Manager Wiggins stated to a Globe reporter that, in addition to Rolla as an attraction next week, he would present that phenomenon, George Lippert, the three-legged man."
    [Transcribed from Library of Congress image by Karen Gerke]
  • The St. Paul Daily Globe, February 28, 1886, p. 6, col. 4.
    "The Japanese Village.
    During the coming week the famous Japanese village, which created such excitement in the East, will be on exhibition in Sackett & Wiggins' museum. Said Mr. J. E. Sackett yesterday to a Globe reporter: "No one who has not inquired into the matter can have any idea of the expense attendant upon the establishment of this little Japanese town In St. Paul. As a matter of fact, it required $2,000 to set the establishment up, including transportation, not including the ocean voyage from Japan or of the liberal salaries paid to artists and artisans so skilled in their several vocations as are these intelligent people.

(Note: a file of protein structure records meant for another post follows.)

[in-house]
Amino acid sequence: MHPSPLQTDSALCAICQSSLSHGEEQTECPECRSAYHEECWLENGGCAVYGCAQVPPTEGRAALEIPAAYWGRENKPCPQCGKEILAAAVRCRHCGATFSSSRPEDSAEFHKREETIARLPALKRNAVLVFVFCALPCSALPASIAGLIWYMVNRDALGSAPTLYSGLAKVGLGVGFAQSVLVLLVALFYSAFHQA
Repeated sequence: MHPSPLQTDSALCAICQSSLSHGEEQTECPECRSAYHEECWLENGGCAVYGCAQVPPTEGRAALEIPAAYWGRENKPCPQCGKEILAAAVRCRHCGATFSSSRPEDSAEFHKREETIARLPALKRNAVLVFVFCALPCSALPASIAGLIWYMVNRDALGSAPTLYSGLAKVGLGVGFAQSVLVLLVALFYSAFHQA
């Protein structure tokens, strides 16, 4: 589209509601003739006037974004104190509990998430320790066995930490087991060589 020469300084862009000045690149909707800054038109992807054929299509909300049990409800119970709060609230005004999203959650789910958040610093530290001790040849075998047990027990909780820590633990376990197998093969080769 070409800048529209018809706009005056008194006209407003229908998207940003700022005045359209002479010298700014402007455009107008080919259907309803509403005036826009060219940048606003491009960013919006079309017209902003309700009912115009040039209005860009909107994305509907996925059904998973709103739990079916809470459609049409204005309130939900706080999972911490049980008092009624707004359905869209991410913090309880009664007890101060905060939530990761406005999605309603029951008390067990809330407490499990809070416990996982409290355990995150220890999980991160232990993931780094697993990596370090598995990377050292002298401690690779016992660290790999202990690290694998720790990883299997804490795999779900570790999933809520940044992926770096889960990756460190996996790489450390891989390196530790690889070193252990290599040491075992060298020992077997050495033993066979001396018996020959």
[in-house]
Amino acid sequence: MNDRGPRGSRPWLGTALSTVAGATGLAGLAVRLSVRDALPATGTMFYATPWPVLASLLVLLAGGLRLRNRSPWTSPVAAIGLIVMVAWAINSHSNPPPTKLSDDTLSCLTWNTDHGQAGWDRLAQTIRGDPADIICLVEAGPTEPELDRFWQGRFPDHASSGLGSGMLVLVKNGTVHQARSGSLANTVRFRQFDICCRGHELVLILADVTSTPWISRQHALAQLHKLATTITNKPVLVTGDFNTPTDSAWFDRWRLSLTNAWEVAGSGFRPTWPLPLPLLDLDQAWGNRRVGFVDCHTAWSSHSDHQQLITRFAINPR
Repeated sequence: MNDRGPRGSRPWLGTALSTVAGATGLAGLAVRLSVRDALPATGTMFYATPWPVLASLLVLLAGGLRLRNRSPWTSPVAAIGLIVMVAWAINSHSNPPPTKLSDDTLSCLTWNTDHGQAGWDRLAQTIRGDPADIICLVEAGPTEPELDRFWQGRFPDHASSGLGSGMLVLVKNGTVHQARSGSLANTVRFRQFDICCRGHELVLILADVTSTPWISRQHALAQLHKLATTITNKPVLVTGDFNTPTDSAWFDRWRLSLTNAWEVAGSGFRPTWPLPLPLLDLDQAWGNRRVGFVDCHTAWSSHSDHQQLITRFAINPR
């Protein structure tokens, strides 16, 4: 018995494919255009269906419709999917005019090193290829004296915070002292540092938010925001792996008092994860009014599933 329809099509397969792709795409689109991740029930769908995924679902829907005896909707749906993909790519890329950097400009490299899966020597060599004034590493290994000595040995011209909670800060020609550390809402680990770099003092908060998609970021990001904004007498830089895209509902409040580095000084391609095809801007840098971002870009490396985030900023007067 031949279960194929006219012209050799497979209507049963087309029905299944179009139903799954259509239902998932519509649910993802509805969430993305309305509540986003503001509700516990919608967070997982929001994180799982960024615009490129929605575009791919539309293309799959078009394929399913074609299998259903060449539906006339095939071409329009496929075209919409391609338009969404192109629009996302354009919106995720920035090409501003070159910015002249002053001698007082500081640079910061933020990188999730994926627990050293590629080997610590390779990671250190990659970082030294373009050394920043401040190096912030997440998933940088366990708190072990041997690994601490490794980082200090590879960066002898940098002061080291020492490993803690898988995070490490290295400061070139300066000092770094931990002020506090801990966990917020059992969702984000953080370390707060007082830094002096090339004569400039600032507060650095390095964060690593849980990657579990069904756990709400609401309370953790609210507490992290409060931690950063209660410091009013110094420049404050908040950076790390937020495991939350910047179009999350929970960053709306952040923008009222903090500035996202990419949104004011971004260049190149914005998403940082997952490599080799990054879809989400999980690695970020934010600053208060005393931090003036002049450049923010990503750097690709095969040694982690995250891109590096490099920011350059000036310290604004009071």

"We took up the village as an educational enterprise, and not an ordinary show. You may read in books of the cleverness of Japanese workmen, but it is only by seeing them engaged in their works that you can form any adequate Idea of their dexterity or methods. It Is doubtful, "continued Mr. Sackett, "if any branch of the numerous arts and trades practiced by the Japanese of the little village has attracted so much attention as that of the workers of copperware. Cloisonne vases have always been objects of admiration in intelligent art circles of this and other countries, but it is doubtful if one proud possessor of Cloisonne work in a hundred has any conception of how their highly-valued treasures are made. A full exposition of its manufacture will be seen in the village.